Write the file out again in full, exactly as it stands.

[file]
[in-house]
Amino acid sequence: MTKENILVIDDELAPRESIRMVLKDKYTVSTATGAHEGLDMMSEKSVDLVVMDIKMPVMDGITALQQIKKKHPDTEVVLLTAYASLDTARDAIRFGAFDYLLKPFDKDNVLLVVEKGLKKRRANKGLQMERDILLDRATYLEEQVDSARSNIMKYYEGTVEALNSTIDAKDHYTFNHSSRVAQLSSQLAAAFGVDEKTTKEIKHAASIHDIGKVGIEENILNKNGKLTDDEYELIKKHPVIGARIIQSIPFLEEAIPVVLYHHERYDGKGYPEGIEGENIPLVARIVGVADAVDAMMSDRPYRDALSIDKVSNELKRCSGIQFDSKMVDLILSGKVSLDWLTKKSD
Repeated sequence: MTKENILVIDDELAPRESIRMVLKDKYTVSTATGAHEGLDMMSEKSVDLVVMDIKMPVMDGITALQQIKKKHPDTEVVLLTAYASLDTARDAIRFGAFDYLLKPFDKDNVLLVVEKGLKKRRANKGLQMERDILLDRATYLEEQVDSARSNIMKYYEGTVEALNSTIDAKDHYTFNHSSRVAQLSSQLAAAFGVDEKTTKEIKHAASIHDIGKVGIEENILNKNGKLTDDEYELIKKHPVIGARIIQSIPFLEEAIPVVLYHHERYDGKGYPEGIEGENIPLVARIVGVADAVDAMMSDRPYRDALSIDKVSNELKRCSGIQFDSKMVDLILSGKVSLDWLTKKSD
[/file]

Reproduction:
[in-house]
Amino acid sequence: MTKENILVIDDELAPRESIRMVLKDKYTVSTATGAHEGLDMMSEKSVDLVVMDIKMPVMDGITALQQIKKKHPDTEVVLLTAYASLDTARDAIRFGAFDYLLKPFDKDNVLLVVEKGLKKRRANKGLQMERDILLDRATYLEEQVDSARSNIMKYYEGTVEALNSTIDAKDHYTFNHSSRVAQLSSQLAAAFGVDEKTTKEIKHAASIHDIGKVGIEENILNKNGKLTDDEYELIKKHPVIGARIIQSIPFLEEAIPVVLYHHERYDGKGYPEGIEGENIPLVARIVGVADAVDAMMSDRPYRDALSIDKVSNELKRCSGIQFDSKMVDLILSGKVSLDWLTKKSD
Repeated sequence: MTKENILVIDDELAPRESIRMVLKDKYTVSTATGAHEGLDMMSEKSVDLVVMDIKMPVMDGITALQQIKKKHPDTEVVLLTAYASLDTARDAIRFGAFDYLLKPFDKDNVLLVVEKGLKKRRANKGLQMERDILLDRATYLEEQVDSARSNIMKYYEGTVEALNSTIDAKDHYTFNHSSRVAQLSSQLAAAFGVDEKTTKEIKHAASIHDIGKVGIEENILNKNGKLTDDEYELIKKHPVIGARIIQSIPFLEEAIPVVLYHHERYDGKGYPEGIEGENIPLVARIVGVADAVDAMMSDRPYRDALSIDKVSNELKRCSGIQFDSKMVDLILSGKVSLDWLTKKSD